Recently I rediscovered some of Richard's blogs on programming, which you can find grouped together by clicking here. There is some great reading for you there, and here are a few choice excerpts culled from various of the blog entries to pique your interest:
This is a reminder to always look for context when you perform a work--who was it written for? for what kind of space (church, theatre, concert hall)? what size and kind of ensemble? what purpose (liturgical, court, home)? These are always questions that can inform your performance.
With most of my programs, I start with a work or works I really want to do, then start building around it. For me, it's all about how the pieces chosen work together: they can contrast nicely, or several works can complement each other. In that sense, I want the audience to either feel the connections I've made or, in going from one set to another, to move to something that feels very fresh. For that reason, once I come up with a work or two that will "anchor" the program, then it's often a matter of figuring out what else will work well with it
All of us need to continually expand our knowledge of repertoire. This will also be shaped by the ensembles you conduct: the choral repertoire is broad and has so many sub-genres: treble, male, mixed, sacred, secular, for large ensemble, for small ensemble, etc., plus all levels from the most inexperienced choir to advanced repertoire only a professional choir could attempt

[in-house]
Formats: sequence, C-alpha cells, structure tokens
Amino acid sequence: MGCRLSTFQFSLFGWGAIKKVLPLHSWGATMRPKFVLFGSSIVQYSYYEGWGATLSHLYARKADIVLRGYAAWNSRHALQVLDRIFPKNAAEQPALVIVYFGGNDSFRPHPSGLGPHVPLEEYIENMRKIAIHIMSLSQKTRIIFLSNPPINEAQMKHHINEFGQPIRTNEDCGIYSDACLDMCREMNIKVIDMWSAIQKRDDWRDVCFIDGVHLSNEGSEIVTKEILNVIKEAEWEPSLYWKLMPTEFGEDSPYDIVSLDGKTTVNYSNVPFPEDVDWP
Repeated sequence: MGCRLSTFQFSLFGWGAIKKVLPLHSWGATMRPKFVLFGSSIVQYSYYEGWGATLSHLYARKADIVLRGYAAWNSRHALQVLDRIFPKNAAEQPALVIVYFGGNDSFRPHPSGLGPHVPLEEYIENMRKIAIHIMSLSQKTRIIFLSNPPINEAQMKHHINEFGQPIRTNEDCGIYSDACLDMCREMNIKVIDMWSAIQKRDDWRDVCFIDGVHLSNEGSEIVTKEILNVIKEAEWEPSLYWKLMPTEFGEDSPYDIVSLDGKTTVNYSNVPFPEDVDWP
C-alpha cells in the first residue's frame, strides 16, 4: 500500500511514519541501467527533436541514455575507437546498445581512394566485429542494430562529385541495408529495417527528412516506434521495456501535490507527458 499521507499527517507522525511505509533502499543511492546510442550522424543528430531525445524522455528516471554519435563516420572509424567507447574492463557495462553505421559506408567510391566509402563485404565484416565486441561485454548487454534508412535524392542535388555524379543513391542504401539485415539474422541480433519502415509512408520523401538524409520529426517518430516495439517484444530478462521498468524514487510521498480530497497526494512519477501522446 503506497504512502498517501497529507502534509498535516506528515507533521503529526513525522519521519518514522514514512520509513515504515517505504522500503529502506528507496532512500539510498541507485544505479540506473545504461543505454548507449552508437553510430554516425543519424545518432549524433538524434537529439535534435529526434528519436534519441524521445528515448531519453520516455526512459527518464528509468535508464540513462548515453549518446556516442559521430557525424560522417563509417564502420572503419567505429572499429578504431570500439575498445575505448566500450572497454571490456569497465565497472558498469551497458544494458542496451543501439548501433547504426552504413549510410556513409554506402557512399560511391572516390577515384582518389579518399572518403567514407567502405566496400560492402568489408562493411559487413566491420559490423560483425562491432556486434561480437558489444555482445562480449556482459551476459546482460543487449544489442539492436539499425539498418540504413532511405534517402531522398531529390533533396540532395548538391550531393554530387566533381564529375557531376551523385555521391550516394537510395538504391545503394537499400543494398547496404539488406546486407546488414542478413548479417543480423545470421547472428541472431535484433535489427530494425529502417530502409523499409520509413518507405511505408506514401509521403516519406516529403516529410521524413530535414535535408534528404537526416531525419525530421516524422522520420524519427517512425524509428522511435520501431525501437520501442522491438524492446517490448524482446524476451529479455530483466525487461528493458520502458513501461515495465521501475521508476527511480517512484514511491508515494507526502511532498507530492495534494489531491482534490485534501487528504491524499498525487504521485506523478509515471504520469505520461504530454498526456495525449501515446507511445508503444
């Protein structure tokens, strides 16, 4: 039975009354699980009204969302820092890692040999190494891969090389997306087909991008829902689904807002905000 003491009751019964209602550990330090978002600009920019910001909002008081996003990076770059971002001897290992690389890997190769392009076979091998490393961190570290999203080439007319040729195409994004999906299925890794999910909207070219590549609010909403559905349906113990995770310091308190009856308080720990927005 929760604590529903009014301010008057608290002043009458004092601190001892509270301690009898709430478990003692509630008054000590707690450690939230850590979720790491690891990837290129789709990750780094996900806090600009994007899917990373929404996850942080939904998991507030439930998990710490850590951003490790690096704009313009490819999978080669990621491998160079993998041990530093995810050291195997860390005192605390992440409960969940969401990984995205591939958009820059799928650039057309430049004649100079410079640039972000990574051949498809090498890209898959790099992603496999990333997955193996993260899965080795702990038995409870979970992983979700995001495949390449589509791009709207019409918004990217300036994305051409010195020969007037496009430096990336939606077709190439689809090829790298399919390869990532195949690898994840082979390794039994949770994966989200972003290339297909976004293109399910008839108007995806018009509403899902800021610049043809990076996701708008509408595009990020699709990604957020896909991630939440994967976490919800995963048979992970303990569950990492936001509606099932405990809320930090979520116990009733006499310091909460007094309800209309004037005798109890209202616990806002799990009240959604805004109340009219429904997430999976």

One of the glories of the choral medium is that there is such a wealth of repertoire to explore. We’ll never run out of it, and that’s one of the joys of this job. It should never be dull.
So, last time I talked about the importance of thinking of repertoire in programming from the standpoint of the needs of the chorus and individual singers to maximize their growth. But what about the needs of the audience? Or of the institution that supports you if you’re not an independent choir (or your board, if it is)? You can’t forget about those needs (or at least you shouldn’t if you want to keep your job!), but the challenge is to balance those with what the choir needs to do.
My experiences with choirs at different levels tells me that doing challenging music is more often the limitation of the conductor/teacher—I’ve heard children’s choirs doing some amazing music, for example. They don’t know that mixed meters are difficult. If it’s presented to them well and matter-of-factly, they just do it.
Richard Sparks is Professor of Music at the University of North Texas, where he conducts the Chamber Choir and Collegium Singers, and teaches a variety of academic courses. He is also Artistic Director and Conductor of Pro Coro Canada in Edmonton, Alberta--a professional chamber choir; and a free-lance conductor/clinician working in the US, Canada, and Europe. He spent considerable time working with the Swedish Radio Choir in 2007 and 2008. He is Conductor Emeritus of Choral Arts in Seattle, WA (which he founded and conducted from 1993-2006) and was Director of Choral Activities at Pacific Lutheran University from 1983-2001.